Big Fat Indian Weddings – Poking Fun at Arranged Marriages


indian weddings - Arranged Marriage

Arre mera beta toh foreign university se MBA kiya hai aur accha khaasa kama raha hai 26 ki umar mein, toh aap jobhi rishte laa rahe hai, isi standard se laadijiye”, says almost every mother to her relatives, friends, and neighbours who act like agents trying to tether two people together for life. Yes, it is the arranged marriages in India that I am referring to, which happens to be the most favorable way of deciding the fate of two humans in India.

When I turned 18, my grandmother asked my mom to go through my horoscope and know the destined time for my marriage, so that I would get married at that age, which must not exceed 26 years. If not, I would have to remain single throughout. That was downright hilarious. More than me deciding when I’m ready to get committed in a lifelong relationship and take up the responsibilities of a married life, it was believed that an astrologer was better in prophesying my right age to marry.

Parents of both bride and the groom boast about their respective children, their family statuses and what are their expectations from the marriage. In this entire meeting, the bride and groom are given about 10-15 minutes to converse with each other and give their consent for sharing a lifetime together.

Then comes the exchange of a mutual agreement, conveniently termed as the engagement. Here, the bride and groom are put into a period called courtship or the family-permitted dating. This gives them time to know things about one another, get comfortable as a couple. Both the families would have started their wedding preparations by now, among which, most part is done by the bride’s family, complying with the orders and demands of the groom’s family.

In most of the marriages down south, there is a ceremony at bride’s house one day prior to the wedding, wherein the neighbors, relatives and friends come to see the jewellery the bride would wear the next day. The new emerging trend that I have observed is that the bride’s parents want to give double the amount of gold than those given in the marriages of the neighborhood. It’s nothing but a way of boasting their status. Even the guests who come to see the bride’s jewellery compare it with the recent weddings they have attended. During this ceremony, the bride’s house almost becomes like a jewellery showroom with dozens of ladies who come to see and compare.

A funny thing I noticed when I attended one of my cousin’s wedding in Kerala, there were two buses and five cars arranged from the groom’s house to the marriage hall located a few kilometers away. Their relatives occupied almost every bus and car, except the decorated car for the groom and parents. Those crowded buses left for the venue immediately and arrived even before the groom. As soon as the groom reached and the customary welcome for the groom and family was done by the bride’s folks, the immediate relatives accompanied the groom to the mandap. Later the bride was brought. Here, the next funny incident took place. Before even the bride and groom exchanged garlands and took the marital vows, the entire hall that was earlier filled to bless the new couple now vanished into the dining hall, as if they had been starving since ages. After dining, they ran out to occupy the seats in the buses to head back home. It was so ridiculous to see them occupying the buses which would leave only after the new couple and their families eat, and have a photo session.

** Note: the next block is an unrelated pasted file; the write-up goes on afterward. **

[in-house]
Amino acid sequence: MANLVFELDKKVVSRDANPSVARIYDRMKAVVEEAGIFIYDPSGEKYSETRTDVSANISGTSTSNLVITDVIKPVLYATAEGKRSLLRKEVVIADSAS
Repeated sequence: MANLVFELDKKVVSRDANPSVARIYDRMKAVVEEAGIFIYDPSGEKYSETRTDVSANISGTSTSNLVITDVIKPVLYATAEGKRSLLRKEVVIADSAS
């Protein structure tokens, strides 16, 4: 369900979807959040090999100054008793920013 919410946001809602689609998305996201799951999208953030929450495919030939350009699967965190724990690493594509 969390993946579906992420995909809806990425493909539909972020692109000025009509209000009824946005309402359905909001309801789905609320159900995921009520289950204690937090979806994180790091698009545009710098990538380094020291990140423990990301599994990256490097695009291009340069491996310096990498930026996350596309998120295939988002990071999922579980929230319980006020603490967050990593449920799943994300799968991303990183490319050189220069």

After our lunch, we stepped out of the hall and posed for family snaps with the newlyweds. That very moment, the people in those buses, peeped out of the windows just like caged animals in the zoo would look at their visitors. Then comes ‘Bidaai’, where the bride weeps bidding a farewell to her family and becoming a part of a new family. After all the rona-dhona, we reached the groom’s house. The hilarious part here was the next munching session in the groom’s house. While the relatives were ready with the Aarti to welcome the new bahu at the entrance of the house, the invitees were busy having tea and snacks. And when the bride and groom finally arrived, they had to squeeze through the hungry crowd to enter the house.

Even though it was a strange yet humorous experience seeing a sequence of funny events, I must agree that the different customs in arranged marriages do have some logical reasoning. But being a youth of this generation, I can’t stop but ridicule a few practices of the society, despite being done unintentionally.

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